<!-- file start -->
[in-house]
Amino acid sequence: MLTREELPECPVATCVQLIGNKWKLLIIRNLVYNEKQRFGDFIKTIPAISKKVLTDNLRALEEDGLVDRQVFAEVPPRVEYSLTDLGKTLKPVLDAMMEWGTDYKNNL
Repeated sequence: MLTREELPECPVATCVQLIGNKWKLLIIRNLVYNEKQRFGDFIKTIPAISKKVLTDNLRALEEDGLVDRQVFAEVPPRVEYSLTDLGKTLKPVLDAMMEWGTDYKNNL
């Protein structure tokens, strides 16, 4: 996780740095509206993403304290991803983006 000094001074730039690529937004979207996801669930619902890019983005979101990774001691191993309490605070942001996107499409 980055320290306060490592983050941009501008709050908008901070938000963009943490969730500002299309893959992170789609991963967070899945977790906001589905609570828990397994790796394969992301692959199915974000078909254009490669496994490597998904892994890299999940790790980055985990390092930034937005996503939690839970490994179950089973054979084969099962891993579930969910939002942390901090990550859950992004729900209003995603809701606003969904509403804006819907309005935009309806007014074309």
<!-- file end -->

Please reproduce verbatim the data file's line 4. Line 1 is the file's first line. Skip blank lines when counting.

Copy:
């Protein structure tokens, strides 16, 4: 996780740095509206993403304290991803983006 000094001074730039690529937004979207996801669930619902890019983005979101990774001691191993309490605070942001996107499409 980055320290306060490592983050941009501008709050908008901070938000963009943490969730500002299309893959992170789609991963967070899945977790906001589905609570828990397994790796394969992301692959199915974000078909254009490669496994490597998904892994890299999940790790980055985990390092930034937005996503939690839970490994179950089973054979084969099962891993579930969910939002942390901090990550859950992004729900209003995603809701606003969904509403804006819907309005935009309806007014074309």